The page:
“When the market is performing well, companies focus more on sustainability initiatives. But when the market struggles, we see the inverse as they cut back on these initiatives and focus on revenues and profits,” said Alex West, senior principal analyst for industrial sustainability at technology research company Omdia, during the ESG (environmental, social, governance) Summit at Rockwell Automation’s Automation Fair 2023.
Making the move to an integrated sustainability approach—where sustainability initiatives are not treated as a stand-alone goal but as part of the manufacturing process—can be done by merging two megatrends: sustainability and digital transformation, said Andrea Ruotolo, global head of customer sustainability at Rockwell Automation.
This merger of sustainability and digital transformation is not a far-off goal for the manufacturing industry but a pending necessity.
At the ESG Summit, Tom O’Reilly, vice president of sustainability at Rockwell Automation, said, “The regulations are coming, such as the EU Corporate Sustainability Reporting Directive. In this directive, any publicly listed company in Europe will have to report around their Scope 1, 2 and 3 emissions and their targets and have them audited. So suddenly, sustainability reports will be as important as financial reports,” he said.
The sustainable digital factory
Recognizing the need to combine sustainability and digital transformation has led Rockwell Automation and Accenture to focus on developing the Sustainable Digital Factory, where sustainability is not looked at as a separate target but is seen as part of the manufacturing process. Other partners directly involved in this effort include PTC, Microsoft, Johnson Controls and Purdue University.
“If you look at this problem and try to solve it inside your four walls, it's going to be very difficult,” said Andy Kohok, managing director at Accenture. “This is not an issue that’s solvable just by Accenture or Rockwell. That’s why we brought our alliance partners together on this.”
He explained that industry’s long focus on productivity has enabled manufacturers to track several metrics in great detail. For example, everybody today knows how to track their overall equipment efficiency (OEE) and multiple tools exist to do it that provide a high level of accuracy.
So why can't we do this with sustainability? Kohok asked.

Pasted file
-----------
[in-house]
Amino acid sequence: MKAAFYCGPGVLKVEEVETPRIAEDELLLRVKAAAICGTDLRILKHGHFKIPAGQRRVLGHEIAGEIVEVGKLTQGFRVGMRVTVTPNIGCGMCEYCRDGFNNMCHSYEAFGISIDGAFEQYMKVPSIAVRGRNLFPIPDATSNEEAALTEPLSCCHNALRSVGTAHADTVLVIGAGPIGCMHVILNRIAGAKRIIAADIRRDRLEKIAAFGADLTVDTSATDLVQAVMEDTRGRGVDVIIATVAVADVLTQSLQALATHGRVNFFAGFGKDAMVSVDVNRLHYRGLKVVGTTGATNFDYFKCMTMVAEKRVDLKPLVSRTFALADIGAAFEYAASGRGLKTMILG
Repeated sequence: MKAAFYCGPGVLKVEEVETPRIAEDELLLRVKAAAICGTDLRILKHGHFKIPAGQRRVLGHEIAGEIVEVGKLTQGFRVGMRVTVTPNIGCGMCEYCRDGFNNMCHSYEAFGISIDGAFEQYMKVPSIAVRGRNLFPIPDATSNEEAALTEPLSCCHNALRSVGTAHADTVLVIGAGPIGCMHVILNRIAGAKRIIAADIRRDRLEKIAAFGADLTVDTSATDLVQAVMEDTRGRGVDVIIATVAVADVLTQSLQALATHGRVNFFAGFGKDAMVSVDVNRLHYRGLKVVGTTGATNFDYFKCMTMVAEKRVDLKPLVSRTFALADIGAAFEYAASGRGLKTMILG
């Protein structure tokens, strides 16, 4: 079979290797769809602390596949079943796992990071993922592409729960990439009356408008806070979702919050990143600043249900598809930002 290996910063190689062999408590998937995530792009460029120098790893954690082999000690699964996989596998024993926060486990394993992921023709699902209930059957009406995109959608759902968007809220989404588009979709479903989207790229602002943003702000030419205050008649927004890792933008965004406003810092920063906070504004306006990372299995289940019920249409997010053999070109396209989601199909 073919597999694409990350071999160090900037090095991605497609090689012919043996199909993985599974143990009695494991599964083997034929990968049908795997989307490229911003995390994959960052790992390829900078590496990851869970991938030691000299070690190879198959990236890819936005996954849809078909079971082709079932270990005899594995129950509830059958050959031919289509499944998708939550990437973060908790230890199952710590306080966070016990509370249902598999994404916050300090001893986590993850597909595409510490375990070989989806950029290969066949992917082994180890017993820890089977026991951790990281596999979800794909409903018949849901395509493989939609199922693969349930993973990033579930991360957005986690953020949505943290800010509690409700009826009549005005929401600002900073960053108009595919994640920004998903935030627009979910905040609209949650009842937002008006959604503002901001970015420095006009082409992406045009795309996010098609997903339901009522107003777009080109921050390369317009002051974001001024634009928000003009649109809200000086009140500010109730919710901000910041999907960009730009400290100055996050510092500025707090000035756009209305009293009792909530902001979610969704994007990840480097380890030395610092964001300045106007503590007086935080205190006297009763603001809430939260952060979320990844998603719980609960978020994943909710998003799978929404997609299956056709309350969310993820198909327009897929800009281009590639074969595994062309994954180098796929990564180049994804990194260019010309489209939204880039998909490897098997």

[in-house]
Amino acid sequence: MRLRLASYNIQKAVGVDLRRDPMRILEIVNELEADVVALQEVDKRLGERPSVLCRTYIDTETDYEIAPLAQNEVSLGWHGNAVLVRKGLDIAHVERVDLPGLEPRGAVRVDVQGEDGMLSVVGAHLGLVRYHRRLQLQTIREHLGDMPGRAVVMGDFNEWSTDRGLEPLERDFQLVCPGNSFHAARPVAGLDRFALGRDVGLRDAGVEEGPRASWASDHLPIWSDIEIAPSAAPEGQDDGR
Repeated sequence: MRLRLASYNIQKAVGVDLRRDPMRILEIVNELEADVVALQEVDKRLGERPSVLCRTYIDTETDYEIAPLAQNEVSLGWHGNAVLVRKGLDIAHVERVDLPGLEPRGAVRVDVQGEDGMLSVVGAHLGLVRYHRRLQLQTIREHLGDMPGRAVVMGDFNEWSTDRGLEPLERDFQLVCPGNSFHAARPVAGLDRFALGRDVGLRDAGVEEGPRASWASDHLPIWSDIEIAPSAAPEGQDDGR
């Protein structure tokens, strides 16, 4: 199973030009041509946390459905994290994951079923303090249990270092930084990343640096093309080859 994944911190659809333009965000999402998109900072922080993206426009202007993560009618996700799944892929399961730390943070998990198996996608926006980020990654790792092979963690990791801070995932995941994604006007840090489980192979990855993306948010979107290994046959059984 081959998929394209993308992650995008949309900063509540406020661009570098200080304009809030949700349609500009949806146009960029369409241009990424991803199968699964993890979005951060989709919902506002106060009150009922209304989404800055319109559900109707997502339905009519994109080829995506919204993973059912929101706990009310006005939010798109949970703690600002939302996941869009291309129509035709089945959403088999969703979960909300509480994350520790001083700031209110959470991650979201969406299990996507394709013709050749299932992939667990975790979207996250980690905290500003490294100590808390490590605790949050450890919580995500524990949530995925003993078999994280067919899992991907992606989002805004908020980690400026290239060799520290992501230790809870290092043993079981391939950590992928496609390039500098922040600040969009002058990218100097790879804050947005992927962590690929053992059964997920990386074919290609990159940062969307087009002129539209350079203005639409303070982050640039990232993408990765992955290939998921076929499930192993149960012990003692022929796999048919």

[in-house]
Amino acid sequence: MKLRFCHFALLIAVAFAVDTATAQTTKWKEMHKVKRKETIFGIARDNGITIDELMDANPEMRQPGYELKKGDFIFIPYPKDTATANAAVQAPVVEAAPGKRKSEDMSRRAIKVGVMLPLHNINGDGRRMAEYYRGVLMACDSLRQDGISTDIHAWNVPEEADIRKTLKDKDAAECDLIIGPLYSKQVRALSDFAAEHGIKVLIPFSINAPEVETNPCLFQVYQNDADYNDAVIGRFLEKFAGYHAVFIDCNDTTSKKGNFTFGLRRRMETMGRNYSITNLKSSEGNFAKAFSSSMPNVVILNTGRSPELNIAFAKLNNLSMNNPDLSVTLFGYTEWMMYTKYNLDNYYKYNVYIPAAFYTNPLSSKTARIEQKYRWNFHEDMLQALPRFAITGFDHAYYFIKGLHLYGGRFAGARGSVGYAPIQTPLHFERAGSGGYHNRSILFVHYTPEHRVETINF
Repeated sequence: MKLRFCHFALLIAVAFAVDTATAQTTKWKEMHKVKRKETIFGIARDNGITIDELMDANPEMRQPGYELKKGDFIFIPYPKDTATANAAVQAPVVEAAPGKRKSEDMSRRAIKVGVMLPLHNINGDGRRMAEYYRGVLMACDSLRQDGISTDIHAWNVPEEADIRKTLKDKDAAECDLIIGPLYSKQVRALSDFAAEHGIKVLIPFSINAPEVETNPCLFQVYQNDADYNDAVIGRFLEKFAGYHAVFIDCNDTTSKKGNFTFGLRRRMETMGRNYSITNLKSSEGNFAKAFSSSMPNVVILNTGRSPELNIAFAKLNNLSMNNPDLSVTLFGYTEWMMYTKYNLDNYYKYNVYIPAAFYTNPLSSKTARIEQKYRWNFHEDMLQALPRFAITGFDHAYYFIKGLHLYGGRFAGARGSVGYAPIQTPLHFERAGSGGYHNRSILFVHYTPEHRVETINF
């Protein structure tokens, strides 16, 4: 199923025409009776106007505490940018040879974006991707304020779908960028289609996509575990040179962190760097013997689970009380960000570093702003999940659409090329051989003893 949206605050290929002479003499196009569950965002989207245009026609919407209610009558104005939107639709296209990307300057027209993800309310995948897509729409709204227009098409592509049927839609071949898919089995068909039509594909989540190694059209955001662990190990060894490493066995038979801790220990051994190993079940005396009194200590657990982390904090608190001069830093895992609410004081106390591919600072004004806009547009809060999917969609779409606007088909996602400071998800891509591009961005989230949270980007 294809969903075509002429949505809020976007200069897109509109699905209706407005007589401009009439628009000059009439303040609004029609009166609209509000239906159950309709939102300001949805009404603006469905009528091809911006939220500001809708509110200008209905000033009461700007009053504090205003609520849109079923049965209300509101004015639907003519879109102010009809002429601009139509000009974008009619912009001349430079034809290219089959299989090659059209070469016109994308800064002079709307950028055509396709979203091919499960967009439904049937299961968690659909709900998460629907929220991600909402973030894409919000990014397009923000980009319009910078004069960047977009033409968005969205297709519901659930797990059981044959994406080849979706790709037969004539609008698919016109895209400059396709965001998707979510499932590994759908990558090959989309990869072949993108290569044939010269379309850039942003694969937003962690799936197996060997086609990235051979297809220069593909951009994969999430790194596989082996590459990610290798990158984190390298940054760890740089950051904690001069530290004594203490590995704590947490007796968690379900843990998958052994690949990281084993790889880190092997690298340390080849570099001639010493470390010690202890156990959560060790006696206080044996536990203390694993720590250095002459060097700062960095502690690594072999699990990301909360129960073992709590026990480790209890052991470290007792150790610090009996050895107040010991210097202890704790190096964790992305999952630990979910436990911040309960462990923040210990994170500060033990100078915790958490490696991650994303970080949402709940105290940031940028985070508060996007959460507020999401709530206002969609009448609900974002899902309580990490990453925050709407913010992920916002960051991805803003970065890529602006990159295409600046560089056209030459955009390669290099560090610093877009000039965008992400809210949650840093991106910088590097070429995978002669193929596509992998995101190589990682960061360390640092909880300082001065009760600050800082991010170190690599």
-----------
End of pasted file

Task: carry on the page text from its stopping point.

Because we keep looking at the problems without seeing the intersection between sustainability and productivity.
“The assembly line that’s making product is also impacting carbon emissions, water and energy, use” he said, “and this is all considered in our solution and why we call it the Sustainable Digital Factory. We’re bringing all these together on a single pane of glass.”
A high-level view of the Sustainable Digital Factory architecture, previewed at the Automation Fair ESG Summit, showed how real-time and historical data—from sources such as CAD, MES and SCADA systems to enterprise asset management, customer relationship management and ERP systems—can be ingested, analyzed with artificial intelligence and provided to users with context against sustainability scorecards. Key performance indicators (KPIs) such as total manufacturing cost, asset and plant OEE versus thresholds, line and plant throughput versus expectations, as well as energy utilization, water use, waste and emissions versus targets can then be delivered via one pane of glass using persona-based KPIs.
“If you improve your production line, you should be able to predict what the impact will be on sustainability,” said Kohok. “If you're a plant supervisor, you should know which assets you're using and if you’re using them for efficiency purposes. Only then you can make the right decisions around productivity and sustainability.”
Ruotolo pointed out that companies that effectively combine sustainability within their digital transformation are called “twin transformers.” According to Accenture, such companies are 2.5x more likely to be among tomorrow’s top-performing businesses.